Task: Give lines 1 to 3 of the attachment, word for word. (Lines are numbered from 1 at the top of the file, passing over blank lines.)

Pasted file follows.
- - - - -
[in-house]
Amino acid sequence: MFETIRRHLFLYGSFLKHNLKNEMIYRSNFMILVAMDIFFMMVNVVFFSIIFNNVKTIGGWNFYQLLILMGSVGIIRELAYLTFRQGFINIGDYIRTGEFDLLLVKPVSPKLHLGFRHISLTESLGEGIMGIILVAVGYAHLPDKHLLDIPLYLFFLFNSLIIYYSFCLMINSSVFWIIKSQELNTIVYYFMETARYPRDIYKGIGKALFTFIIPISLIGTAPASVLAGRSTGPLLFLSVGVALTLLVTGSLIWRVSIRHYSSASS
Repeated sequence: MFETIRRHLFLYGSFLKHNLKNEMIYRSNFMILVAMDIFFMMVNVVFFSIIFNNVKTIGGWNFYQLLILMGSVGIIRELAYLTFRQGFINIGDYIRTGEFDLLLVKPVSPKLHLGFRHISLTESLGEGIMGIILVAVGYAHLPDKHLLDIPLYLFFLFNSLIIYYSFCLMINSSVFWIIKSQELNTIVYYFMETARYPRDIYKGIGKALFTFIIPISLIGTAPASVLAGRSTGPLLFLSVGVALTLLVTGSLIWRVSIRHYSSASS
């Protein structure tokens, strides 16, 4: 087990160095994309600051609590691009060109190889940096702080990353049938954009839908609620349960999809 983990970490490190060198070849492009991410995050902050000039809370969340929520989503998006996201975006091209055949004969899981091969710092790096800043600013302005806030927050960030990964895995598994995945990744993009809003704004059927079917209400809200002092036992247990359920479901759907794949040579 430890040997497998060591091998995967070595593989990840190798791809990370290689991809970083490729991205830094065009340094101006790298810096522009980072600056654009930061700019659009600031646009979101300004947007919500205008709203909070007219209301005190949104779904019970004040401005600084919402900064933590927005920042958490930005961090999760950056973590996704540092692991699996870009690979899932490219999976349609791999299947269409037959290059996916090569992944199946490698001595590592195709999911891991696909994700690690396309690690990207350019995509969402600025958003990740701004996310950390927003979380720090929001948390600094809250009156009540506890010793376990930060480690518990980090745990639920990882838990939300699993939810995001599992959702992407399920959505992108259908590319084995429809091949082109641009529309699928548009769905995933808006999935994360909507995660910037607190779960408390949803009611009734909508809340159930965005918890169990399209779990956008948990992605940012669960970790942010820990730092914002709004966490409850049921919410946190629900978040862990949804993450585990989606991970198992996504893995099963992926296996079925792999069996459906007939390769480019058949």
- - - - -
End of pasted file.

[in-house]
Amino acid sequence: MFETIRRHLFLYGSFLKHNLKNEMIYRSNFMILVAMDIFFMMVNVVFFSIIFNNVKTIGGWNFYQLLILMGSVGIIRELAYLTFRQGFINIGDYIRTGEFDLLLVKPVSPKLHLGFRHISLTESLGEGIMGIILVAVGYAHLPDKHLLDIPLYLFFLFNSLIIYYSFCLMINSSVFWIIKSQELNTIVYYFMETARYPRDIYKGIGKALFTFIIPISLIGTAPASVLAGRSTGPLLFLSVGVALTLLVTGSLIWRVSIRHYSSASS
Repeated sequence: MFETIRRHLFLYGSFLKHNLKNEMIYRSNFMILVAMDIFFMMVNVVFFSIIFNNVKTIGGWNFYQLLILMGSVGIIRELAYLTFRQGFINIGDYIRTGEFDLLLVKPVSPKLHLGFRHISLTESLGEGIMGIILVAVGYAHLPDKHLLDIPLYLFFLFNSLIIYYSFCLMINSSVFWIIKSQELNTIVYYFMETARYPRDIYKGIGKALFTFIIPISLIGTAPASVLAGRSTGPLLFLSVGVALTLLVTGSLIWRVSIRHYSSASS